The First Confessor: The Legend of Magda Searus Review

The First Confessor: The Legend of Magda Searus Review

So, everyone here knows that I am a huge fan of the Sword of Truth series from Terry Goodkind.

I was pleasantly surprised to find out about this prequel – and just part one of a trilogy!

If anyone recalls, there is a ongoing battle to determine the winner between Rand al’Thor Vs Richard Rahl match. This book swings the favor towards Rahl now that more magical properties are revealed. The creation of the Sword of Truth gets explained. The reason for Confessors gets explained in great detail, and the Boxes of Orden are ancient even to these times, yet just as dangerous.

To the story. It’s a great tale that follows Magda Searus as she discovers the reasons for trouble in the Wizard’s Keep. There are some very clear and defined ways to describe the powers that a war wizard has. The only spoiler I will reveal is that a character in this story is known as a “maker”. They are people who create new magical weapons and spells the previously were never thought of – that of which Richard Rahl also has.

It also does a great job of explaining some other magical devices and items that appear in the books. It’s a great prequel that makes you want to go back and start the original series again to see how they were dealt with in the distant path.

One interesting note about this book: You can’t get it in a hardcover edition (Ok, technically, there were 300 limited edition copies printed, but they are all sold out). So, if you want to read this, you need a Kindle or Nook to read it. Since it wasn’t published traditionally, Mr. Goodkind was free to inject more of his style of writing that only added more layers of creativity.

Yes, I am biased, so keep that in mind as I award this book – 10/10


You can buy the book here by clicking the image.

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5 Comments on "The First Confessor: The Legend of Magda Searus Review"

  1. Alpha or Omega October 23, 2012 at 12:20 am -      #1

    So a book further explaining the lore. Interesting.

  2. Blood Dancer October 23, 2012 at 4:29 am -      #2

    “was free to inject more of his style of writing”

    So it’s far worse than it used to be? Mein Gott…

    I am sorry and I know you like the series but it’s boring as hell. Too many flat characters populate it, starting with Richard.

  3. Blood Dancer October 23, 2012 at 4:32 am -      #3

    and I won’t get into his Randian “philosophy” – aka stupidity of the highest degree – just so I don’t throw up my breakfast.

    Other than that, I am happy that you enjoyed the book seeing as how you are a big fan of the series. So it’s not all bad.

  4. Mike October 23, 2012 at 6:21 am -      #4

    I bought it but i haven’t had the time to read it yet, but am looking forward to it from what you say admin. Richard has shown on multiple occasions to create magic that hasn’t existed before so it’d be nice to see that explained a little more in detail and maybe even end up not a NLF.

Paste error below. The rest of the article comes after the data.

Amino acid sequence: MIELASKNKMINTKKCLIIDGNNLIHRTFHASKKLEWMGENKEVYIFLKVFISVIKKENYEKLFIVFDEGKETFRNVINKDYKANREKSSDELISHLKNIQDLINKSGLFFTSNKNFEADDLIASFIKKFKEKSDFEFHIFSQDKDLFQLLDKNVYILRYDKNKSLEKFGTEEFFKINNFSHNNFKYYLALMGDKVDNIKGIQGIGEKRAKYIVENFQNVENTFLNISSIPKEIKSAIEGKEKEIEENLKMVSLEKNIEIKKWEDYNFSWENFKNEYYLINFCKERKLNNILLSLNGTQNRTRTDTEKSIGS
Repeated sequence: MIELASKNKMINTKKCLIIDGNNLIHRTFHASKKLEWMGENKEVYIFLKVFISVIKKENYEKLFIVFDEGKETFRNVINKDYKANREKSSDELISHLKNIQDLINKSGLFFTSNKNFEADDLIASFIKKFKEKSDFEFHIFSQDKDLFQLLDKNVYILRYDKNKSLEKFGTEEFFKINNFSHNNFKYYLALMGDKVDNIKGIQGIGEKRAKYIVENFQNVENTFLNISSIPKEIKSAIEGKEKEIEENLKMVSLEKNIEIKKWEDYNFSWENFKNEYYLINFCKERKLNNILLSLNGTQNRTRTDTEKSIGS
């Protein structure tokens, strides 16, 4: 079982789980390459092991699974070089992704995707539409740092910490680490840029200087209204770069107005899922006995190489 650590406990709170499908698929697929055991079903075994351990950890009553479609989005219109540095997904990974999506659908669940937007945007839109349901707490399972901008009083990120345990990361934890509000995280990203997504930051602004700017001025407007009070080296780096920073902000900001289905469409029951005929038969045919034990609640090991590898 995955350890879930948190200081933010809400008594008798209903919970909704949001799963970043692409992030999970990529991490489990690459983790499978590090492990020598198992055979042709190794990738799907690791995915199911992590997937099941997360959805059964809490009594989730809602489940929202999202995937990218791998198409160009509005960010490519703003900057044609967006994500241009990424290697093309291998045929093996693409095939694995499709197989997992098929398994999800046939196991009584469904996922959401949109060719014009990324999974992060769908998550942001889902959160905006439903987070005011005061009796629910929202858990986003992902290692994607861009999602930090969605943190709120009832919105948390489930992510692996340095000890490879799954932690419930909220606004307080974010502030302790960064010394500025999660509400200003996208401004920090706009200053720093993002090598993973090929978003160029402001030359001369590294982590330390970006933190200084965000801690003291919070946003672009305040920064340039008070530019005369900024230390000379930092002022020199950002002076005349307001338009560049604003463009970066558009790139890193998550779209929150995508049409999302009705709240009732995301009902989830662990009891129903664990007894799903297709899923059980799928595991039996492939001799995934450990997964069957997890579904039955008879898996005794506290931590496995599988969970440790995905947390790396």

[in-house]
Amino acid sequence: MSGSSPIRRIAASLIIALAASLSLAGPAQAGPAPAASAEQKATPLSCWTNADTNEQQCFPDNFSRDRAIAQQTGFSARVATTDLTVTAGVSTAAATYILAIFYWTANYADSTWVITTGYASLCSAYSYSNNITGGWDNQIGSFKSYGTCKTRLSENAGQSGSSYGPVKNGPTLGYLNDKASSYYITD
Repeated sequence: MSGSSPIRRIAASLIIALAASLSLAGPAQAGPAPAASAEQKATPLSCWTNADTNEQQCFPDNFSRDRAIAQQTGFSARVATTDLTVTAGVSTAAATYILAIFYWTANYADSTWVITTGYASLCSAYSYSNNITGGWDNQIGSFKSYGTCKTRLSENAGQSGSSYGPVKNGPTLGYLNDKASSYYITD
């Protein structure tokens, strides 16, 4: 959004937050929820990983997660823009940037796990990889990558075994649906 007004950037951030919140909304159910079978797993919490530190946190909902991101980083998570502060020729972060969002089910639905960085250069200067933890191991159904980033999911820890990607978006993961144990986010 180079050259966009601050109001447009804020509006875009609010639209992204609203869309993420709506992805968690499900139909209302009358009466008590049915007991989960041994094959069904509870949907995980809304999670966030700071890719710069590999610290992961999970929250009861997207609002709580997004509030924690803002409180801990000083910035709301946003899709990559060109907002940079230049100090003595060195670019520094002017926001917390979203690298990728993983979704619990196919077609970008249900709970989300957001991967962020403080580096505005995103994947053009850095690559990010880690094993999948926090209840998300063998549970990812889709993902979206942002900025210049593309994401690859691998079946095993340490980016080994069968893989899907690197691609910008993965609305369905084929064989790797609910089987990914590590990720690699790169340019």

Hopefully soon here there will also be word of the Omen Machine sequel which Terry himself said would be out before 2013. I’m guessing TOR books didn’t want it’s release to be publicized until after The First Confessor had been out for a while so as to not take away “spotlight” from Terry’s new private publishing career.

  5. ptaine October 28, 2012 at 12:01 am -      #5

    ”“was free to inject more of his style of writing” So it’s far worse than it used to be?”
    .
    I actually thought this was one of Goodkind’s best books recently. After Omen Machine I was really starting to become ambivalent towards them, but this book reminded me of why SoT became one of my favorite series. I imagine most of the things you dislike about Goodkind’s writing are still there Blood Dancer, but it seemed to me like the book flowed better because of the lack of publishing interference.
    .
    ”There are some very clear and defined ways to describe the powers that a war wizard has.”
    .
    I had always thought that Richard, and then Baraccus, were the only War Wizards we had met during the series. Then a certain theory was proposed on the WoT vs SoT thread and I read several blogs which went with the idea that pretty much anyone from the past was a War Wizard. I didn’t really agree with that despite the fact I can see where the idea came from, but after reading this story I’m further convinced that Merrit, Lothain, and Alric weren’t War Wizards. It wasn’t anything definitive really. Just the way Baraccus was referred to along with everyone else.
    .
    ”This book swings the favor towards Rahl now that more magical properties are revealed.”
    .
    I can’t say that I agree with this because the properties that were revealed don’t negate the arguments put forth for Rand, nor do they further any arguments put forth for Richard.

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